A new week of Power Rankings brings about a new feature: Defensive Adjusted Rankings. I'll still be presenting the Non-Adjusted raw rankings, but I think the Adjusted Rankings are a more accurate picture of what is going on in the league. Here's how I did it:
- First off, a big thank you to Neil Paine over at Pro-Football-Reference.com, who pointed me to a 5 minute video tutorial on Excel Iterations. I was struggling mightily with it, and I only got it to work with his help. Make sure you check out the PFR blog for even more football-related information.
- I took the average of all games for each team, and I subtracted out the historic average for each stat, so I now have either a plus or minus number for each team. I did this both on offense and defense.
- I then found what the average of each team played against, so I could see the level of teams played against. For example, with DSR, the Colts are 9.3% above average, but opposing defenses they've faced are 4% below average, so I'd start with an adjusted average of 5.3% above average.
- Now's the tricky part...since the Colts now have a new figure, it changes each of the defenses they have faced, which would then change the offensive adjustements, etc. This is where the Excel Iterations come in. Eventually, the numbers slowly converge until they don't change any more, which are the final adjusted numbers, that are above/below the historic average. Just add that back in and you're good to go.
- I ranked the new adjusted numbers the same way as before, and (I think) you have a more accurate representation of the team's strengths.
- If you want another explanation, here's where I got the idea: PFR.com Simple Ranking System.
Now that you are all thoroughly confused, how about I just show you the results:
Here's the Power Rankings (click on a column header to sort):
- The Colts moved up to #3 in the Non-Adjusted Rankings, but fell to #5 in the Adjusted Rankings. Why you may ask? The defense is severely hurt when adjusting for the opposing offenses they have faced, dropping from #12 to #23! Looking at the teams they've faced, you can see why: The Dolphins are the best team they've faced, and they are #10, and next is Jacksonville at #17! If the defense can continue playing well (which they have been) the next 4 weeks, that number is going to shoot up.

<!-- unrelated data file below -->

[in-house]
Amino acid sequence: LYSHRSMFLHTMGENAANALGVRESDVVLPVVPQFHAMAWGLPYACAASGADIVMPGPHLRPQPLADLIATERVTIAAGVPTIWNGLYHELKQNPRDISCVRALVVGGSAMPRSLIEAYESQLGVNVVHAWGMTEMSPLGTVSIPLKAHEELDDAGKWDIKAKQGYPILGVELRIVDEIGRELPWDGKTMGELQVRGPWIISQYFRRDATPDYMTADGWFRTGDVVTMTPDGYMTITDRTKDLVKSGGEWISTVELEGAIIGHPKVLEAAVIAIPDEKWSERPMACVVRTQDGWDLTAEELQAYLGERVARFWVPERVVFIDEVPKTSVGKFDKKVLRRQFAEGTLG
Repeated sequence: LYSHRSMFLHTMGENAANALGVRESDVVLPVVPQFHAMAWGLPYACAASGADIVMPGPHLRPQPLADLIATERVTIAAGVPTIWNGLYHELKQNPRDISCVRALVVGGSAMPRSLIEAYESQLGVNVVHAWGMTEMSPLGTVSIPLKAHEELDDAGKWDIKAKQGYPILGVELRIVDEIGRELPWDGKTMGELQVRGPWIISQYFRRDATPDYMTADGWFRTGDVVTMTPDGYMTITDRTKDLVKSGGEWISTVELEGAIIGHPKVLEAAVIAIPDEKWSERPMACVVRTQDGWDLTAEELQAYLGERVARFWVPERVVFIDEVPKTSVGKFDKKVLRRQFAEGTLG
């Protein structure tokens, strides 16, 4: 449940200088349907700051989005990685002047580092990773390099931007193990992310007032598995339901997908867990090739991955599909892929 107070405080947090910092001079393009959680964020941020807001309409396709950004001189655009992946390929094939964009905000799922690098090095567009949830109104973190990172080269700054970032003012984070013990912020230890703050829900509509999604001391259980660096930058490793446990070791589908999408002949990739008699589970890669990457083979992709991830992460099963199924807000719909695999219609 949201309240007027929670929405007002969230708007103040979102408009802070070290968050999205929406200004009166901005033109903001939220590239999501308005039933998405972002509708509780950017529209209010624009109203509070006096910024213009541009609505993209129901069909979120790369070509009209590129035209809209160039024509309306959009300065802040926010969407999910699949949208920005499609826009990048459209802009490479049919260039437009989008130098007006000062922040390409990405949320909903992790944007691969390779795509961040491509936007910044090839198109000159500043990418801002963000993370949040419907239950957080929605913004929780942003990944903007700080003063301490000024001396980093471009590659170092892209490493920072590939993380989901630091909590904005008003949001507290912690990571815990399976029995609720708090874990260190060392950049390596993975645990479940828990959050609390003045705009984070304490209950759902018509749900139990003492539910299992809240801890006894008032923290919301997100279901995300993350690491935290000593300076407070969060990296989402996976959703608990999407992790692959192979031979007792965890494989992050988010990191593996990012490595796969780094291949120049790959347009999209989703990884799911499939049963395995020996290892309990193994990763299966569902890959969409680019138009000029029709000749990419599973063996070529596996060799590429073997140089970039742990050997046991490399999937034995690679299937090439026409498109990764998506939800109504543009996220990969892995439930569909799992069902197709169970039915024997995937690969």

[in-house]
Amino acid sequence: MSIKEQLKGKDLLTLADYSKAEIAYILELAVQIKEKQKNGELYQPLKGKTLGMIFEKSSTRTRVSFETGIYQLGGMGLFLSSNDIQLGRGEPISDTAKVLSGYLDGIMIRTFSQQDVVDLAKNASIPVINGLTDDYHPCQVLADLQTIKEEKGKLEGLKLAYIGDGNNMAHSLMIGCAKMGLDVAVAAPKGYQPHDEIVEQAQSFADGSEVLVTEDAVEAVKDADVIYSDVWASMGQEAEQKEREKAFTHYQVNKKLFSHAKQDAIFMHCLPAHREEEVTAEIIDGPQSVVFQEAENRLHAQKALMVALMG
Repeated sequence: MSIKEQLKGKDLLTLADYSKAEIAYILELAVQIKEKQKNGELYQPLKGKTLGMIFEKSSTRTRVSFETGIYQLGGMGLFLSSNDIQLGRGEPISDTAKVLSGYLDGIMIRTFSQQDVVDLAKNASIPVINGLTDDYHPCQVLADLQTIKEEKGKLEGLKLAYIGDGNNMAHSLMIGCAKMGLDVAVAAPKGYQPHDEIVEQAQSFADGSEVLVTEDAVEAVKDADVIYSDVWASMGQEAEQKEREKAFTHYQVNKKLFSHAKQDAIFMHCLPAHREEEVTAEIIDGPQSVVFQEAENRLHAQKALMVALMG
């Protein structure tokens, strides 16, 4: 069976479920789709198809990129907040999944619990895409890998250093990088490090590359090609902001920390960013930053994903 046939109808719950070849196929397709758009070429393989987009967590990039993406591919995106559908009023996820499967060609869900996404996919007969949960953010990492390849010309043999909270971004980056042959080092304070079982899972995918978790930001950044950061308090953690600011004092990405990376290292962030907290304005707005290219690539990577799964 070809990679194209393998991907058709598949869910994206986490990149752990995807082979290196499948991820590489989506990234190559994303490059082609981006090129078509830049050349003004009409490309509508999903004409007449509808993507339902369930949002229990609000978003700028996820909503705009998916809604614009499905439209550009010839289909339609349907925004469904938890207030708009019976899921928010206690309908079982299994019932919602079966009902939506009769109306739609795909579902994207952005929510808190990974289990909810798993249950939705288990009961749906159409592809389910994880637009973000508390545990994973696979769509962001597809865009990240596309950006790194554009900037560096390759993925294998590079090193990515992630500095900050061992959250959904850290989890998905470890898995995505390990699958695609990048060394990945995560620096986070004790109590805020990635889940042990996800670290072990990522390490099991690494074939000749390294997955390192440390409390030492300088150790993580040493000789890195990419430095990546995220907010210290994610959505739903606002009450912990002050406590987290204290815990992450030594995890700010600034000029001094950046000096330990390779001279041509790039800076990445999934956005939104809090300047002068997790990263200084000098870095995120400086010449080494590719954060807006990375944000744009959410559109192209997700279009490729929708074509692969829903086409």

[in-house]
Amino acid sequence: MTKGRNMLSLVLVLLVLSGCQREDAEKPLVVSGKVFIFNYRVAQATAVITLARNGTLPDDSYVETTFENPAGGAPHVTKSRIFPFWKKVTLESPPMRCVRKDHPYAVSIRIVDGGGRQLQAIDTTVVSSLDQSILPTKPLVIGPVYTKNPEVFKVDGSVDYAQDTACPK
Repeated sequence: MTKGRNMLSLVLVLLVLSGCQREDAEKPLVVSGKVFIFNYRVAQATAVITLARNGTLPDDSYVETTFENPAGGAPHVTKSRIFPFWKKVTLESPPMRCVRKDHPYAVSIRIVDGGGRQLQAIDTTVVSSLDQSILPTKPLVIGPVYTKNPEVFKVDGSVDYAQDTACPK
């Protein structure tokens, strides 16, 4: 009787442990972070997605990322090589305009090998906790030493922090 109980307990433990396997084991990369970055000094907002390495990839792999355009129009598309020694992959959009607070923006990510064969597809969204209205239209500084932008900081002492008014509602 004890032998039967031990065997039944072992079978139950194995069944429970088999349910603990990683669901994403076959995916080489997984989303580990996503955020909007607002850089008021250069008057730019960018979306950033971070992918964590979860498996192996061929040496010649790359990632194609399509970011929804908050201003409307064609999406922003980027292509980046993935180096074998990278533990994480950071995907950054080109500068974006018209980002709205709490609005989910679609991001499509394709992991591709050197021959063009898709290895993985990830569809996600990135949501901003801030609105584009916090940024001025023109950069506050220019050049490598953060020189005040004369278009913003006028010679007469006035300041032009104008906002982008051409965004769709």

- The biggest movers up when adjusting for defense are the Bengals and Dolphins, who each move up 7 spots. Biggest losers? Eagles and Steelers, who dropped 8 and 7 spots, respectively. I agree with all four of those movements, as you should as well.
- Even though the Packers have lost to the Vikings twice, they're ranked higher than the Vikings. I'm guessing everyone's favorite 40 year old QB has something to do with those 2 games.
- The Jaguars have the worst defense in the league. Anyone want to disagree after what the Titans did to them last week?
Here's the Strength of Schedule:
|Team||Strength of Schedule|
A couple things here:
- There is definitely some merit to saying the Colts have played an easy schedule, because they clearly have. The defense has faced the 3rd easiest schedule. But look who has had an easier defensive schedule? Week 9 opponent Houston, who has played the easiest defensive schedule in the league. I think they'll finally be tested this week.
- Who is playing the 1st place schedule in the AFC North? The Browns, Ravens, and Bengals are in the top 5 of SoS, while the Steelers are 24th.
I'm going to be working on 2 more improvements that should be done before the end of the season:
- Future Strength of Schedule. Should be done for next week.
- Weighted Rankings. This means that more recent games will count more than older games, as it tells a better story of how the team is playing now, rather than (possibly) 3 months ago. Give me a couple weeks on this to set it all up, but I think it's necessary for the best rankings.